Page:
Meditation and Peace of Mind

In these days of layoffs, foreclosures, bankruptcies, and two or three part time jobs, we all need all the help we can get to relax and learn different types of easy relaxation techniques.

One of the most common goals of people who practice meditation on a daily basis in the United States is relaxation. Many of these people have seen the link between stress and physical and mental diseases. They have realized that health is the most important thing we’ve got. Without our health, we can’t keep our jobs, we can’t take care of our children, and we can’t tend to our spouses.

The practice of meditation teaches you to react to difficult experiences and the physical and emotional stress they evoke with a sense of equanimity and compassion. In essence, meditation keeps you from reacting to external stressors with agitated emotions.

Peace of mind has nothing to do with circumstances or experiences. It has everything to do with how you react to them.

We have absolutely no control over life or outside factors. Until we realize that, we will live lives filled with stress. Stressed out over events that have occurred in the past, events that may or may not occur in the future, and factors that may occur and change our present.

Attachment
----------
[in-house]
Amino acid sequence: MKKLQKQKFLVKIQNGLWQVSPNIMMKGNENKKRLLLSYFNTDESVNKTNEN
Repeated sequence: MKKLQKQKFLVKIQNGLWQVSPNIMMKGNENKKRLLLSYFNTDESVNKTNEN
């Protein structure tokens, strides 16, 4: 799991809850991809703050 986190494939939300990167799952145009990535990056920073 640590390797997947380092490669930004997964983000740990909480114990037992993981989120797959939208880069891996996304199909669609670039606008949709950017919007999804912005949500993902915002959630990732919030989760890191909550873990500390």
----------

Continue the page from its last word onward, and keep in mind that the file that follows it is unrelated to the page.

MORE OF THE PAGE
Buddhists say that suffering is wanting what you don’t have and not wanting what you do have. In this vein, then happiness is wanting what you do have and not wanting what you don’t have.

This doesn’t mean however that you should not have drive, dreams, and goals. Quite the contrary, life is precious and you should give it all you’ve got each day. Still, this means that we must have balance in our perception of life and enjoy every single moment and thing that we have.

Meditation gives us the opportunity to learn acceptance in our daily life. It teaches us acceptance by teaching us concentration and receptive awareness wherein we let thoughts enter our mind and welcome them without judgment. This non-judgment is then transferred to daily life by applying it to new experiences without trying to change, avoid, or control them.

By applying non-judgment and acceptance to our daily lives, we can confront stressful situations with equanimity. We face the outside stressor with a thought in our mind letting us know that this too shall pass. In this way, we do not focus our energies on trying to control, avoid, or change the outside stressor but instead accept it and move on.

Sonia Gallagher is an Executive Life Coach, Attorney, Author, and Online Editor who publishes information on meditation in “plain English” for professionals, business owners, and parents. After practicing in one of the most stressful professions in the US, she now empowers others teaching them ways to find relaxation through meditation and success through work life balance and time management systems. Check out her Free Meditation Courses today!

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